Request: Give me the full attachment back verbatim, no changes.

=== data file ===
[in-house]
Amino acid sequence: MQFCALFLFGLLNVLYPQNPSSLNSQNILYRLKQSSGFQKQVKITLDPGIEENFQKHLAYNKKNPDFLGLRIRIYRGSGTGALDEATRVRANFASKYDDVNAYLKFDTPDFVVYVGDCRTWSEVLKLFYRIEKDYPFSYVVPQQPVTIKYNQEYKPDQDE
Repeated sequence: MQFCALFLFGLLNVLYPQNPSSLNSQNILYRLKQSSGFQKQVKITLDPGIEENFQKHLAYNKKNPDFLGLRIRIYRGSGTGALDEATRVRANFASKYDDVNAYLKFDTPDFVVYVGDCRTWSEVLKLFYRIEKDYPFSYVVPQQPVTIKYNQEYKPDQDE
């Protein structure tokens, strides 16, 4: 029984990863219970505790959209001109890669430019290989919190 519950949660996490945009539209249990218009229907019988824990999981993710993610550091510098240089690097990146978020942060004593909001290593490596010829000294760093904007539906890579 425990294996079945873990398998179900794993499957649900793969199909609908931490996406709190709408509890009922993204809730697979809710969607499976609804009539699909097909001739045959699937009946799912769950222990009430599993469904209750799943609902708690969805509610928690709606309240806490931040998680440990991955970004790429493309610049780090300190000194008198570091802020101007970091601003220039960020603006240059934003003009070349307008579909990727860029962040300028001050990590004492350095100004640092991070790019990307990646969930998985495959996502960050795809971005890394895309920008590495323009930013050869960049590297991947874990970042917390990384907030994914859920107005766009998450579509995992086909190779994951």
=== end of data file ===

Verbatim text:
[in-house]
Amino acid sequence: MQFCALFLFGLLNVLYPQNPSSLNSQNILYRLKQSSGFQKQVKITLDPGIEENFQKHLAYNKKNPDFLGLRIRIYRGSGTGALDEATRVRANFASKYDDVNAYLKFDTPDFVVYVGDCRTWSEVLKLFYRIEKDYPFSYVVPQQPVTIKYNQEYKPDQDE
Repeated sequence: MQFCALFLFGLLNVLYPQNPSSLNSQNILYRLKQSSGFQKQVKITLDPGIEENFQKHLAYNKKNPDFLGLRIRIYRGSGTGALDEATRVRANFASKYDDVNAYLKFDTPDFVVYVGDCRTWSEVLKLFYRIEKDYPFSYVVPQQPVTIKYNQEYKPDQDE
């Protein structure tokens, strides 16, 4: 029984990863219970505790959209001109890669430019290989919190 519950949660996490945009539209249990218009229907019988824990999981993710993610550091510098240089690097990146978020942060004593909001290593490596010829000294760093904007539906890579 425990294996079945873990398998179900794993499957649900793969199909609908931490996406709190709408509890009922993204809730697979809710969607499976609804009539699909097909001739045959699937009946799912769950222990009430599993469904209750799943609902708690969805509610928690709606309240806490931040998680440990991955970004790429493309610049780090300190000194008198570091802020101007970091601003220039960020603006240059934003003009070349307008579909990727860029962040300028001050990590004492350095100004640092991070790019990307990646969930998985495959996502960050795809971005890394895309920008590495323009930013050869960049590297991947874990970042917390990384907030994914859920107005766009998450579509995992086909190779994951």